Part-timers make up 40% of students, but amid the debate over full-time fees, huge changes for this group have been missed. Though their fees have also trebled, part-time students can now get loans for the first time. This guide's got the need-to-knows for students in England...
It's produced by the Independent Student Finance Taskforce (which is headed by Martin Lewis) and is crucial reading for anyone considering going to uni part-time in England in 2013.
Teachers / Parents / Universities:
Feel free to print and distribute this guide and find out how to embed this and other resources on your own websites. If you're printing it, use the black and white version for best results. Also see the free teachers' uni fees booklet.
To find out how much it will cost, use our
FREE Part-Time Student Finance Calculator
Watch the video guide
Student Finance 2012 Video Guide
Filmed in front of parents and potential students at UCL, Jun 2011.
Listen to Martin explaining the changes on BBC Radio Five Live's Shelagh Fogarty show. Click on the player below to listen (13:15).
What's in the booklet
If you only read the headlines, you’d think all students were 18-years-old, leaving home, drinking beer and doing full-time degrees. Yet 40% of those who go into higher education are studying part-time, aged 18 to over 100. I suspect there’s a huge variety in the choice of tipple too.
2. The basic facts
Student loans are a bizarre contradiction. Everyone talks about the price tag – yet the repayment system and interest charges mean that the figures bear little resemblance to the actual amount you will repay.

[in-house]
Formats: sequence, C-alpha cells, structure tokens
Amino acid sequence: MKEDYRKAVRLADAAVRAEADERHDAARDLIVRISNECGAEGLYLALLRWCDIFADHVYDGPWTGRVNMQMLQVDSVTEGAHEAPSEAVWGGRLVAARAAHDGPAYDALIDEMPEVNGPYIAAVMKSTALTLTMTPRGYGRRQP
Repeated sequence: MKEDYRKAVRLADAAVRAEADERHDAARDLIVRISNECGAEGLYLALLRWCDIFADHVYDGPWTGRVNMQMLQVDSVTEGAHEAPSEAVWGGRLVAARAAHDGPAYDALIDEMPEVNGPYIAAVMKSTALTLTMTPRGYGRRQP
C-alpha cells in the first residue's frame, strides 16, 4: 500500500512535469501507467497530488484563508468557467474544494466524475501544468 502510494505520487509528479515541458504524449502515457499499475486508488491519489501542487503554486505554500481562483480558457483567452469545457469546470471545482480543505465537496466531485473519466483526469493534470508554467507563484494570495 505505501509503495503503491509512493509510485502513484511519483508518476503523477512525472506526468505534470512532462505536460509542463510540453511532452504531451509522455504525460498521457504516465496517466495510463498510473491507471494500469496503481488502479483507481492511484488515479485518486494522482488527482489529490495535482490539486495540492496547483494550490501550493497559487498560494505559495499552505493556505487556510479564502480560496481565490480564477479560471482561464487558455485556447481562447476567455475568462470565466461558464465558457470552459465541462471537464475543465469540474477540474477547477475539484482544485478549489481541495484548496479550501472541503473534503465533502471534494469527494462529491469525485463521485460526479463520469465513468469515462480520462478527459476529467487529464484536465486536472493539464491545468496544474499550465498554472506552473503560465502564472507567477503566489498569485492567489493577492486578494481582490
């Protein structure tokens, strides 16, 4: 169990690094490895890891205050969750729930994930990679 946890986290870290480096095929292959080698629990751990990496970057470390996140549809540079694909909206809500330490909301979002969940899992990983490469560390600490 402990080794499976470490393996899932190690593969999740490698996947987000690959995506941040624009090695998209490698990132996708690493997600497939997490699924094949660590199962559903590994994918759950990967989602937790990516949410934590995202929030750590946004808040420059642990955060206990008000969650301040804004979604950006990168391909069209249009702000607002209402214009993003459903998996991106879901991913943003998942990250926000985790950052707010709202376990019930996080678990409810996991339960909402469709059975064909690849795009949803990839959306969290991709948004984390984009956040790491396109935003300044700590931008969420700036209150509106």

3. What funding is available?
There is a range of financial support out there for those who want to go into higher education. This falls into two main categories – Government support and money that comes direct from universities and colleges.
4. How repayments work
Of course while getting a loan is great, it's not a grant. So once you’re earning enough, you will need to repay it. But student loans are very different to other loans. They’re a unique hybrid, somewhere between a loan and taxation – so it’s important to understand exactly how the repayments work so you can think about their impact.
5. How much will it actually cost me?
This is the crucial question and one of the many fears that put people off going to university – the ‘how will I afford to live with this debt?’ question. You can also use the Part-Time Student Finance Calculator.
Key questions answered include 'Is university worth the cost?', 'What if I have a child?', 'Do I qualify for benefits?', as well as the issues around living and/or studying in Wales, Scotland and/or Northern Ireland.
7. Further reading
A list of key contacts to help with all aspects of student finance.